The CTO Revelation
Redefining responsibility, accelerating discovery

The CTO Revelation

Redefining responsibility, accelerating discovery



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From digital to virtual, overnight

More and more, today’s technology leaders are discovering their own heightened importance within the C-suite. Already at the center of modern society, technology’s influence has been further elevated by pandemic-accelerated innovations. Organization leaders rely on experts in tech strategy, architecture, and operations now more than ever, giving Chief Technology Officers (CTOs) amplified authority and responsibility that will only grow in the years ahead.

That the CTO has become one of the most strategic roles within an organization may come as a revelation for some, yet this positioning has been years in the making. CTOs are aligned to lead a new “Virtual Enterprise” model that is emerging, fueled by a fresh post-digital approach to business opportunity.

In Q2 and Q3 2021, the IBM Institute for Business Value (IBV) surveyed 5,000 C-suite technology leaders, including both Chief Technology Officers (CTOs) and Chief Information Officers (CIOs). A select group of executives was contacted for in-depth qualitative interviews, revealing insights about their on-the-ground experience leading organizations throughout a period of exceptional disruption. With respondents spanning 29 industries and 45 locations worldwide, this study marks our first significant look at the evolving influence and responsibilities of the CTO role.

The CTO Revelation
Redefining responsibility, accelerating discovery


Bookmark this report  

From digital to virtual, overnight

More and more, today’s technology leaders are discovering their own heightened importance within the C-suite. Already at the center of modern society, technology’s influence has been further elevated by pandemic-accelerated innovations. Organization leaders rely on experts in tech strategy, architecture, and operations now more than ever, giving Chief Technology Officers (CTOs) amplified authority and responsibility that will only grow in the years ahead.

That the CTO has become one of the most strategic roles within an organization may come as a revelation for some, yet this positioning has been years in the making. CTOs are aligned to lead a new “Virtual Enterprise” model that is emerging, fueled by a fresh post-digital approach to business opportunity.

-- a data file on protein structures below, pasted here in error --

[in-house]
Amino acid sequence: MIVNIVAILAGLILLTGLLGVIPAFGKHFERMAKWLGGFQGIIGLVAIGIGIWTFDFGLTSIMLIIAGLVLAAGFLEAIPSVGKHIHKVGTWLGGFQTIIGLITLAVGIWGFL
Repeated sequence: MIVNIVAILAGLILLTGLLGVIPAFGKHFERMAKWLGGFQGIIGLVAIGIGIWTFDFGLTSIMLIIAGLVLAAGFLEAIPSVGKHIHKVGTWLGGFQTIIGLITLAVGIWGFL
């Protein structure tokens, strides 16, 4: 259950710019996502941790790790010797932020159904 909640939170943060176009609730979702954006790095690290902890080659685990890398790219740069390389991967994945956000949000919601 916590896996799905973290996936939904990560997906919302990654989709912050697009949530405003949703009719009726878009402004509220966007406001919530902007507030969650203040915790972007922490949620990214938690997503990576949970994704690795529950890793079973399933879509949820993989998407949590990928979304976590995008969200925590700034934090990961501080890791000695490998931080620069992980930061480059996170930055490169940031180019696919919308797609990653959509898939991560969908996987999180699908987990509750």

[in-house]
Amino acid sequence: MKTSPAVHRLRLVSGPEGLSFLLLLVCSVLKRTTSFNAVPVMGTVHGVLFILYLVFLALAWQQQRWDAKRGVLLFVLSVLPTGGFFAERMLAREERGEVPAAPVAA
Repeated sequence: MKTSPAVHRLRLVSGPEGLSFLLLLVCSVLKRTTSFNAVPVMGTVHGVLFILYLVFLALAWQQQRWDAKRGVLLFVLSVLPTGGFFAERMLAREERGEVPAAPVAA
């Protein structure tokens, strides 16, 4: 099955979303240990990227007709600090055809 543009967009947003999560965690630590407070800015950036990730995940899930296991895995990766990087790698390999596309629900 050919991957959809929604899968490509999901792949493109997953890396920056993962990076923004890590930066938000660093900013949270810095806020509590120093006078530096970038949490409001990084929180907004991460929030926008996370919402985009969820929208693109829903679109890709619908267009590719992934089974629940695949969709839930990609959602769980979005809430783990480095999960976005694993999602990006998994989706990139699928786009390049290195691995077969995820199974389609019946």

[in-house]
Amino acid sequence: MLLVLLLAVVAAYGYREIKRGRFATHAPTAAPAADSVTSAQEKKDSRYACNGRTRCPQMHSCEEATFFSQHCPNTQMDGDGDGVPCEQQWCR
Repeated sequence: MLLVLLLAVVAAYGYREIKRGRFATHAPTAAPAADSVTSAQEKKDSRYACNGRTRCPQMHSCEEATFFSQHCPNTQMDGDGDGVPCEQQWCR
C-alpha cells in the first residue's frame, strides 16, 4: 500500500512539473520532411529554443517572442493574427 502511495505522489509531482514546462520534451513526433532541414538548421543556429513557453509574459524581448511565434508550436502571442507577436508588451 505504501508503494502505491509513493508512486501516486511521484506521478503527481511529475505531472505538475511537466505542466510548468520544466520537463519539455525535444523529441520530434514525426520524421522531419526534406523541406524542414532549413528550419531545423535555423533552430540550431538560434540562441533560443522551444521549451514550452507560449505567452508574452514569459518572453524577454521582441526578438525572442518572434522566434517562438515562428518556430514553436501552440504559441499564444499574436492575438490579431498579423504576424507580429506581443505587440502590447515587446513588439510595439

In Q2 and Q3 2021, the IBM Institute for Business Value (IBV) surveyed 5,000 C-suite technology leaders, including both Chief Technology Officers (CTOs) and Chief Information Officers (CIOs). A select group of executives was contacted for in-depth qualitative interviews, revealing insights about their on-the-ground experience leading organizations throughout a period of exceptional disruption. With respondents spanning 29 industries and 45 locations worldwide, this study marks our first significant look at the evolving influence and responsibilities of the CTO role.

The CTO Revelation
Redefining responsibility, accelerating discovery

“When everything becomes digital, technology becomes the core business and the CTO becomes as key as the CEO.”

— Moises Nascimento, CTO, Banco Itaú

The expanding influence of CTOs

As enterprises redefine themselves for survival in a post-pandemic marketplace, the spotlight shifts to technology executives and the organizations they lead. “Technology strategy is intertwined with business strategy,” says Randeep Sekhon, CTO of India-based telecom conglomerate Airtel. Dr. Mark Maybury, CTO of US consumer-goods manufacturer Stanley Black & Decker, observes, “For the first time in our species, technology can help us with exponential growth enabled by advanced sensors, quantum computing, and artificial intelligence.”

In this inaugural IBM CTO study, we see the tech leadership role increasingly split between the Chief Information Officer (CIO) and the CTO, with the CTO role being relatively new in the C-suite. The ascent of the CTO is radically influencing a stronger sense of responsibility around technology decisions, the speed of innovation, and discovery of new solutions. CTOs are also increasingly promoting a philosophy of co-creation and partnerships driven by common values and open standards.

Explore key insights from global CTOs

01

A rapid
ascent

See how technology leaders are championing a more strategic vision of technology.

Read

02

The best of
both worlds

Learn how tech leaders are advancing business outcomes and working with CIO colleagues to deliver value.

Read

03

Finding
focus

Explore the 3 discrete CTO mandates and what defines success for each of them.

Read
01A rapid ascent

The responsibility for a better future